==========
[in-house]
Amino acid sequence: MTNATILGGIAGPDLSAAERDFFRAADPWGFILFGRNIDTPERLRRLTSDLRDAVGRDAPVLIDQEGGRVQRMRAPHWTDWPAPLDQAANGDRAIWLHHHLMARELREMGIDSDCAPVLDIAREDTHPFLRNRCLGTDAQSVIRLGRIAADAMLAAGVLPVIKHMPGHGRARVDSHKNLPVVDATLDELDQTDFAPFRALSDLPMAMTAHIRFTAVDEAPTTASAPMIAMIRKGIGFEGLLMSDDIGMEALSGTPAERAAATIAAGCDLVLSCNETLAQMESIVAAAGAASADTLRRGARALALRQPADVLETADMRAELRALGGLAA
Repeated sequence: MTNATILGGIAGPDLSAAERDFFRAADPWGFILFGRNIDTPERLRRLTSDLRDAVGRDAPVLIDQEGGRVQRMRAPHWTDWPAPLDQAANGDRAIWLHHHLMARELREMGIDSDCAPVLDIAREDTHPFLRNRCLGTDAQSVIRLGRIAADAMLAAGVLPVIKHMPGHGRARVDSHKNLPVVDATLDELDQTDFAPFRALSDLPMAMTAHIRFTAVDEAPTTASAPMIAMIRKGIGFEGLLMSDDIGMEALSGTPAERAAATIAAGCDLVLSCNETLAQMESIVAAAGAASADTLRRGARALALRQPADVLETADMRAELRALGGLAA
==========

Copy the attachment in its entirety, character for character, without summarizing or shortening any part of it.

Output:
[in-house]
Amino acid sequence: MTNATILGGIAGPDLSAAERDFFRAADPWGFILFGRNIDTPERLRRLTSDLRDAVGRDAPVLIDQEGGRVQRMRAPHWTDWPAPLDQAANGDRAIWLHHHLMARELREMGIDSDCAPVLDIAREDTHPFLRNRCLGTDAQSVIRLGRIAADAMLAAGVLPVIKHMPGHGRARVDSHKNLPVVDATLDELDQTDFAPFRALSDLPMAMTAHIRFTAVDEAPTTASAPMIAMIRKGIGFEGLLMSDDIGMEALSGTPAERAAATIAAGCDLVLSCNETLAQMESIVAAAGAASADTLRRGARALALRQPADVLETADMRAELRALGGLAA
Repeated sequence: MTNATILGGIAGPDLSAAERDFFRAADPWGFILFGRNIDTPERLRRLTSDLRDAVGRDAPVLIDQEGGRVQRMRAPHWTDWPAPLDQAANGDRAIWLHHHLMARELREMGIDSDCAPVLDIAREDTHPFLRNRCLGTDAQSVIRLGRIAADAMLAAGVLPVIKHMPGHGRARVDSHKNLPVVDATLDELDQTDFAPFRALSDLPMAMTAHIRFTAVDEAPTTASAPMIAMIRKGIGFEGLLMSDDIGMEALSGTPAERAAATIAAGCDLVLSCNETLAQMESIVAAAGAASADTLRRGARALALRQPADVLETADMRAELRALGGLAA